Look at the diagram. This last line goes completely around the ball, thought the axis at each end, and cuts the eye line just halfway round on each side of the middle line. The ear joins the head at the point of intersection of the eye line and the ear line.
Always construct the head from the cranium down. There is no other satisfactory way. You can see by now that the position of the ball determines the pose of the head. The pieces you build on determine the character.
TRICK STUFF
Draw a circle. Attach two smaller circles, not far apart, any­where. You can put a third above and between them. Then draw the middle line so it passes between the two small circles. Proceed as usual.
Draw three balls, one of them small, in any position. Connect the larger balls. Draw a middle line under the small ball. This suggests a head. Now use your imagination to complete the drawing.



Comic Figure

You know, I’ve a hunch you have been itching to get into this portion of the book. Well, it is really going to be great fun to create little people of your own, doing anything you want them to. There is nothing hidebound in this plan either. Take it in easy doses for the fun that’s in it. When the little youngster starts to draw, he instinctively does a better job than he does later on. He goes to essentials, a crude representation of the bulk without the detail. Soon he forgets the body and starts drawing buttons and clothes with a face on them. Result: he gets discouraged and transfers his attention to some pretty blond curls or a new bicycle. In all seriousness, I say that Nos. 1 and 2 of the marginal drawings have great possibilities; 3 and 4 still have hope. But 5 verges on those awful drawings in public places. Now we start with something very much like 1 and 2.
All we need do is add some sort of box for a pelvis, some pads for hands and feet, some balls at the joints, and a straight line across for shoulders.
We thus give him the following characteristics.
Head is a ball.
Chest is a ball.
Pelvis is a box slanted out at back and in at the sides.
The spine does not go through the chest ball but around the back of it. The legs are not straight but curve in to the knees and out toward the foot.
Forearm is slightly curved.
Chest ball is divided by a line through the middle and flaring lines at the bottom, like a Y upside down.
The reason for the curve on the bones is that they thus become “springy” and shock absorbing.
Without those curves we would be nervous wrecks before we were in short pants or panties as the case may be.
Every limb is movable in practically all directions. The chest ball is fixed to the spine but the spine bends in all directions. It can also twist or turn, so that there is a wide range of movements possible between spine and pelvis. Below we show a variety of comic exaggerations.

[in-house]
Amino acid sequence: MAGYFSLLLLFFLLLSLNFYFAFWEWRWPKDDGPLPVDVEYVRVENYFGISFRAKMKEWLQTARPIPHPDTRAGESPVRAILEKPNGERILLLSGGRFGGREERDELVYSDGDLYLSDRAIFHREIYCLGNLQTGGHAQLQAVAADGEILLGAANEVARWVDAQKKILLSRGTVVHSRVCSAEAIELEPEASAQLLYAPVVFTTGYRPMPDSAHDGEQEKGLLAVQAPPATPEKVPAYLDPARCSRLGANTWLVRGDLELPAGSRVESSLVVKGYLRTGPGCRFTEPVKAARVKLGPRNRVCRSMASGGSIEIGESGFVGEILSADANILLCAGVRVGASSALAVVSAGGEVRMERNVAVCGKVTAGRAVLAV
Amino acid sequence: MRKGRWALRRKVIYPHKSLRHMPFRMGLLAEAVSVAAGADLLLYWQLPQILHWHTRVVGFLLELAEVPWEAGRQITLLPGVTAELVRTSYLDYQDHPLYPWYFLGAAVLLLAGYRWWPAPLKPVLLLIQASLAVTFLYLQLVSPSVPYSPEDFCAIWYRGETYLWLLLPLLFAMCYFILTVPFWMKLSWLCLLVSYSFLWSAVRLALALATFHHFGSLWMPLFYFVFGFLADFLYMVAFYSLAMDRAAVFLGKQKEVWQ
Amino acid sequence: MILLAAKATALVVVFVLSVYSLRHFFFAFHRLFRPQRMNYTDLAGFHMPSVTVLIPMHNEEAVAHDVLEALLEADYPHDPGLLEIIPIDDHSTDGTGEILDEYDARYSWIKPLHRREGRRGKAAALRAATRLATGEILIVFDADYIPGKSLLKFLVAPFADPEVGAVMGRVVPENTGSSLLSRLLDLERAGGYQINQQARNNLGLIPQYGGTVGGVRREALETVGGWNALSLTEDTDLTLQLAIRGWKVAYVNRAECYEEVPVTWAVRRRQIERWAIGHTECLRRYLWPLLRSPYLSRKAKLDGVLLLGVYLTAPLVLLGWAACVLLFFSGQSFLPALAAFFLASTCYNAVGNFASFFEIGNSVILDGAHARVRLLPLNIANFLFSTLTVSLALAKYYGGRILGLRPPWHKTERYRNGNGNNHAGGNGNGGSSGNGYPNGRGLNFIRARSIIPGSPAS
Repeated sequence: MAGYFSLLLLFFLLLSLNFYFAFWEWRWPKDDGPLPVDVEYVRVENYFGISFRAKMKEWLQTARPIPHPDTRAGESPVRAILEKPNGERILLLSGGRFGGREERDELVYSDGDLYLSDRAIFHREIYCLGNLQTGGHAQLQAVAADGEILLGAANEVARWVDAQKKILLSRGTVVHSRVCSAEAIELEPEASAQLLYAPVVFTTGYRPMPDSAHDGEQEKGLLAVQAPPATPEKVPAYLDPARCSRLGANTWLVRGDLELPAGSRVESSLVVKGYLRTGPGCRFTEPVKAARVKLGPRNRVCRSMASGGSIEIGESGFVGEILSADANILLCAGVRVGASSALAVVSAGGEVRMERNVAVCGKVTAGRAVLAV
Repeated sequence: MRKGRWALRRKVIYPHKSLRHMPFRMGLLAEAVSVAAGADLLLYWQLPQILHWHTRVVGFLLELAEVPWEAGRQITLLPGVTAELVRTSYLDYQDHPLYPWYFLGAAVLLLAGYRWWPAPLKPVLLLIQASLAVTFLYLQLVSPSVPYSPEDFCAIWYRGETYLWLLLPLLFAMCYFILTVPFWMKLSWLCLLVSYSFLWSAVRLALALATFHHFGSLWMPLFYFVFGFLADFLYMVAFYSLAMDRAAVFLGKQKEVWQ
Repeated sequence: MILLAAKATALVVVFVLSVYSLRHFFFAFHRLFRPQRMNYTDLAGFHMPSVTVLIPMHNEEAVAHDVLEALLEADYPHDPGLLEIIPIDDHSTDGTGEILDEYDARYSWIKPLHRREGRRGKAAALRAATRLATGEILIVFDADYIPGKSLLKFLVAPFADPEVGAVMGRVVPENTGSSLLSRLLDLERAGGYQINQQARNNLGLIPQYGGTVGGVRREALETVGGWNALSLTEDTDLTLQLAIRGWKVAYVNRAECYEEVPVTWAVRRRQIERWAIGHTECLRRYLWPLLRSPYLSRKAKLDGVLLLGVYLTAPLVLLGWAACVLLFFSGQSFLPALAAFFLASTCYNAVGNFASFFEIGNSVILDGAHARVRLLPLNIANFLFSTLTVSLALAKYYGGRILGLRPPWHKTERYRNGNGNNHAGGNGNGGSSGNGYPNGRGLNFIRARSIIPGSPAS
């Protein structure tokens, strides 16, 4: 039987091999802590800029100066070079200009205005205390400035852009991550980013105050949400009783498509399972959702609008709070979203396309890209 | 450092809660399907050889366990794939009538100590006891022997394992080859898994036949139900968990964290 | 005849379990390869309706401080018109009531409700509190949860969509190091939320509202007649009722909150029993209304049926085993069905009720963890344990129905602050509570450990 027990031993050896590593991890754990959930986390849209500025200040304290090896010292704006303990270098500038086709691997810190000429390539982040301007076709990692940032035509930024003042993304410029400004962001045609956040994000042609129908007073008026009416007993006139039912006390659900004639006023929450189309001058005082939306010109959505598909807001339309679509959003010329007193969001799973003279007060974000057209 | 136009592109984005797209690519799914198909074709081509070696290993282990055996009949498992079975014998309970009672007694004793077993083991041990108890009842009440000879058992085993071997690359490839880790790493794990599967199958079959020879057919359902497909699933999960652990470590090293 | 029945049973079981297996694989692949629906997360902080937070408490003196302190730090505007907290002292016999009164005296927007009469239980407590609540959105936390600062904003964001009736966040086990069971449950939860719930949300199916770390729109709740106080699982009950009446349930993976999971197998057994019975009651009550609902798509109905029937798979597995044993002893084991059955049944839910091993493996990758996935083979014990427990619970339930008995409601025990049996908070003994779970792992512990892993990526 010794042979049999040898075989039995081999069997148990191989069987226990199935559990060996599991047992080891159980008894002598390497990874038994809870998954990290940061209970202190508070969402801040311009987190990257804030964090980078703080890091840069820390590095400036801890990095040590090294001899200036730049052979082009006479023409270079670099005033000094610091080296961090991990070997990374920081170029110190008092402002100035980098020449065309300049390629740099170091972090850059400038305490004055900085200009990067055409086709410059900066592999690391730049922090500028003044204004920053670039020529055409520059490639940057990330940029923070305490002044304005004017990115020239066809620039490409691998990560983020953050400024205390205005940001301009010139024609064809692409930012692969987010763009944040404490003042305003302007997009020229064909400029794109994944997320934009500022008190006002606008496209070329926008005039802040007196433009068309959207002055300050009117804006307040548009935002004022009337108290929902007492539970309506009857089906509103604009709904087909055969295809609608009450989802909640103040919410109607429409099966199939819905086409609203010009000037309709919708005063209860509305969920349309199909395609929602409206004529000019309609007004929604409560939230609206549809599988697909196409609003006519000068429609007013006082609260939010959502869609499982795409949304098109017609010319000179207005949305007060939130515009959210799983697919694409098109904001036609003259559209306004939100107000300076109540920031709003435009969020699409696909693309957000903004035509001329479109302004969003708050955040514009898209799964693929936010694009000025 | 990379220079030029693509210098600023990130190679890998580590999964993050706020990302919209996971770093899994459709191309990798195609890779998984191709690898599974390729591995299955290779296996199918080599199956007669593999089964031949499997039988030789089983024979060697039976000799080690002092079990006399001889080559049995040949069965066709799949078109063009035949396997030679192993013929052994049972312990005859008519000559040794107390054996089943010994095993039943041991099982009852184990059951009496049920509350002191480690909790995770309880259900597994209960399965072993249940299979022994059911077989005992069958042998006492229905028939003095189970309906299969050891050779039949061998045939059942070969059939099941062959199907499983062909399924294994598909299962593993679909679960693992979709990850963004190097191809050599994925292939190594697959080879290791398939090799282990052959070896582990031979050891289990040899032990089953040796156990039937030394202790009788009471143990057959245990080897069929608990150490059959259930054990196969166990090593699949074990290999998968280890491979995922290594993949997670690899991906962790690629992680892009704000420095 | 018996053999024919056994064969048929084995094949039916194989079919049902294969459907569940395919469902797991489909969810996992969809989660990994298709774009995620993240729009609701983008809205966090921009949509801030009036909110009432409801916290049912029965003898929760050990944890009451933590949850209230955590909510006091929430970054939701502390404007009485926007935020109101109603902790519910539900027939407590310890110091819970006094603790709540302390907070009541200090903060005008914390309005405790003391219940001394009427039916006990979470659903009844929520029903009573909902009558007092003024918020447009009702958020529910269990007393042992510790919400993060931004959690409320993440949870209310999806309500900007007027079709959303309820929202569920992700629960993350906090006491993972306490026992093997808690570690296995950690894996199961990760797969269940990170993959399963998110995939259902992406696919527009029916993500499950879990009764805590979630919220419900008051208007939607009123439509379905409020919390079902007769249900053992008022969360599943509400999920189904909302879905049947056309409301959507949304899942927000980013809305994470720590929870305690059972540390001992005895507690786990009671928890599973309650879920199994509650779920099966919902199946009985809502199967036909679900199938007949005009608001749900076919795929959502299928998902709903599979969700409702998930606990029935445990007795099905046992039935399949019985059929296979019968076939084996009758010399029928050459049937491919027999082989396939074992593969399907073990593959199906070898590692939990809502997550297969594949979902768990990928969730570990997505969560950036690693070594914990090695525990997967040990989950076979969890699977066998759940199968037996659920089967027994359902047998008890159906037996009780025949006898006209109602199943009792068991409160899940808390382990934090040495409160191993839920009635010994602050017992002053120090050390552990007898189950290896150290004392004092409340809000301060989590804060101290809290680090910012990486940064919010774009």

how to score high marks in your CBSE board examination.

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1. Make a time table and apply it in your daily life. In your time schedule give some extra time to hard subjects.

2. You have to practice frequently. Note down all the important formulas in paper and hand on it somewhere in your study room. Learn these regularly and also test in written on a paper.

3. Don’t read continuously instead take some breaks. I am not taking a long break like one or half hour, just go for 10 minute break in your studies. It will keep your mind fresh and you will find interest in studying. Hence you will learn the question easily.

4. If you are getting bore and feel sleepy leave that subject and switch to mathematics, you can try music on and do your sum . It happens in a case when you are not able to solve a particular question or not able to learn questions in spite of frequent attempts. Such question makes a student sleep or bore. Discuss the same question with your friends in class or coaching center, try to find out the solution with the help of your teacher or friend.

5. Written practice is must, take a watch in front of you and try to complete the answer within the time .

6. Leaning in the morning time is good. As well in the afternoon try put your mind into subjects like Life Science and Geography.

All the best for your exams. www.virtualinfocom.com

Based on my own experience , common challenges related to becoming self employed are:

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1. Money (need access to capital to fund your business)

2. Skill and Knowledge (It is important to be honest about
your own limitations and seek out expert advice and the
support of good mentors when needed.)

3. Feedback (to find other sources of feedback
beyond the latest sales figures)

4. Time (building a successful business requires
a large investment of your time)

some of the rewards of being an entrepreneur:


1.Money (your earning potential is only limited by your own brains and motivation)

2.Create opportunities (you can build opportunities and working conditions )

3.Sense of PRIDE (you have done something for the Country )

4.Time (freedom with your schedule)

Entrepreneurs yet to tap social networking fully

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Entrepreneurs yet to tap social networking fully’
Sukanto Mukherjee

    ‘TREAT your start-up as your own baby and nurture it’ – these were some of the insights shared by city-based entrepreneurs at a panel discussion on ‘Start Ups In Today’s Economy – Employment & Growth Factor’ at the Icfai Business School (IBS). The talk was part of Voyage 2010 — organised by IBS under the aegis of Entrepreneurship Week, India (February 6-13) initiative of National Entrepreneurship Network (NEN). Addressing an eager batch of B-school students and aspiring entrepreneurs were Arijit Bhattacharyya, CEO & founder of Virtual Infocom, and Prabuddha Sankar Raychaudhuri, CEO of SEOguru — both city-based it start-ups.